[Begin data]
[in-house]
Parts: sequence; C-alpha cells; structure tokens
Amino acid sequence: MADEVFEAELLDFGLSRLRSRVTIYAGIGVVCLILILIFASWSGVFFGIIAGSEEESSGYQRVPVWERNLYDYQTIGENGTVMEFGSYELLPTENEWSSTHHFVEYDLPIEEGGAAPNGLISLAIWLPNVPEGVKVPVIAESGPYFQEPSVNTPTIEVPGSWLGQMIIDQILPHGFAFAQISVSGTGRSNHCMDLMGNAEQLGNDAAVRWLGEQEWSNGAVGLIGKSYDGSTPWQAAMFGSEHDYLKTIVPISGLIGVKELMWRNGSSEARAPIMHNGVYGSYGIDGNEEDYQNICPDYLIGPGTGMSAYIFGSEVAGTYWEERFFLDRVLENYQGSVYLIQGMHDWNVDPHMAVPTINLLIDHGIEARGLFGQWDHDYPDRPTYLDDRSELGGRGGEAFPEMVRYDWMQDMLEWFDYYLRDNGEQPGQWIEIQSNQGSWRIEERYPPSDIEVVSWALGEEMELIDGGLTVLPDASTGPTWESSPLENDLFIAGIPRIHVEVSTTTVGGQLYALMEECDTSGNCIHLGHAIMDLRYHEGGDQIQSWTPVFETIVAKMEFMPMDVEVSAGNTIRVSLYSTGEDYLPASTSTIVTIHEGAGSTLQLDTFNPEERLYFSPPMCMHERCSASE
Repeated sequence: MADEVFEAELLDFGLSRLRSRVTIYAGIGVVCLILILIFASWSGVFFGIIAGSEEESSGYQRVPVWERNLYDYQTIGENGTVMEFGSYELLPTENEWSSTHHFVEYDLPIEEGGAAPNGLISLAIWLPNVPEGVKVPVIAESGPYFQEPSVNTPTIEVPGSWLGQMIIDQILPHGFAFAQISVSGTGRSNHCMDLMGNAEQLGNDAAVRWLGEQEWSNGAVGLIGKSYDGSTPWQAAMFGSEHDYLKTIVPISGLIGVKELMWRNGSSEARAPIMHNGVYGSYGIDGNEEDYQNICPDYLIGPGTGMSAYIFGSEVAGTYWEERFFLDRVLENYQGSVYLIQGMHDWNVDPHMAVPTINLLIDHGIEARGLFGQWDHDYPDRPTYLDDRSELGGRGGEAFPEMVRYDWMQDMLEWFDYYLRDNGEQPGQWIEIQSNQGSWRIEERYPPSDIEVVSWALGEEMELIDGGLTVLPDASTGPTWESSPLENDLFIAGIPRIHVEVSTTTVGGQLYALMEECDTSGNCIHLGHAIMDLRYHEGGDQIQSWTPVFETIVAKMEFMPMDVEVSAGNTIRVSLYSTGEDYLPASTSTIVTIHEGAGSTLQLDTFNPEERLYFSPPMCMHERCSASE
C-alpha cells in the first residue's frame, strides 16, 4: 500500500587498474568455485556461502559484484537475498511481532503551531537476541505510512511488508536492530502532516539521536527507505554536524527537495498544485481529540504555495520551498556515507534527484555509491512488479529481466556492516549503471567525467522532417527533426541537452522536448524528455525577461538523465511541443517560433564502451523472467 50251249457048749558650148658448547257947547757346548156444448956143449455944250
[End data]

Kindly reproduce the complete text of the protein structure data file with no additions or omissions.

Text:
[in-house]
Parts: sequence; C-alpha cells; structure tokens
Amino acid sequence: MADEVFEAELLDFGLSRLRSRVTIYAGIGVVCLILILIFASWSGVFFGIIAGSEEESSGYQRVPVWERNLYDYQTIGENGTVMEFGSYELLPTENEWSSTHHFVEYDLPIEEGGAAPNGLISLAIWLPNVPEGVKVPVIAESGPYFQEPSVNTPTIEVPGSWLGQMIIDQILPHGFAFAQISVSGTGRSNHCMDLMGNAEQLGNDAAVRWLGEQEWSNGAVGLIGKSYDGSTPWQAAMFGSEHDYLKTIVPISGLIGVKELMWRNGSSEARAPIMHNGVYGSYGIDGNEEDYQNICPDYLIGPGTGMSAYIFGSEVAGTYWEERFFLDRVLENYQGSVYLIQGMHDWNVDPHMAVPTINLLIDHGIEARGLFGQWDHDYPDRPTYLDDRSELGGRGGEAFPEMVRYDWMQDMLEWFDYYLRDNGEQPGQWIEIQSNQGSWRIEERYPPSDIEVVSWALGEEMELIDGGLTVLPDASTGPTWESSPLENDLFIAGIPRIHVEVSTTTVGGQLYALMEECDTSGNCIHLGHAIMDLRYHEGGDQIQSWTPVFETIVAKMEFMPMDVEVSAGNTIRVSLYSTGEDYLPASTSTIVTIHEGAGSTLQLDTFNPEERLYFSPPMCMHERCSASE
Repeated sequence: MADEVFEAELLDFGLSRLRSRVTIYAGIGVVCLILILIFASWSGVFFGIIAGSEEESSGYQRVPVWERNLYDYQTIGENGTVMEFGSYELLPTENEWSSTHHFVEYDLPIEEGGAAPNGLISLAIWLPNVPEGVKVPVIAESGPYFQEPSVNTPTIEVPGSWLGQMIIDQILPHGFAFAQISVSGTGRSNHCMDLMGNAEQLGNDAAVRWLGEQEWSNGAVGLIGKSYDGSTPWQAAMFGSEHDYLKTIVPISGLIGVKELMWRNGSSEARAPIMHNGVYGSYGIDGNEEDYQNICPDYLIGPGTGMSAYIFGSEVAGTYWEERFFLDRVLENYQGSVYLIQGMHDWNVDPHMAVPTINLLIDHGIEARGLFGQWDHDYPDRPTYLDDRSELGGRGGEAFPEMVRYDWMQDMLEWFDYYLRDNGEQPGQWIEIQSNQGSWRIEERYPPSDIEVVSWALGEEMELIDGGLTVLPDASTGPTWESSPLENDLFIAGIPRIHVEVSTTTVGGQLYALMEECDTSGNCIHLGHAIMDLRYHEGGDQIQSWTPVFETIVAKMEFMPMDVEVSAGNTIRVSLYSTGEDYLPASTSTIVTIHEGAGSTLQLDTFNPEERLYFSPPMCMHERCSASE
C-alpha cells in the first residue's frame, strides 16, 4: 500500500587498474568455485556461502559484484537475498511481532503551531537476541505510512511488508536492530502532516539521536527507505554536524527537495498544485481529540504555495520551498556515507534527484555509491512488479529481466556492516549503471567525467522532417527533426541537452522536448524528455525577461538523465511541443517560433564502451523472467 50251249457048749558650148658448547257947547757346548156444448956143449455944250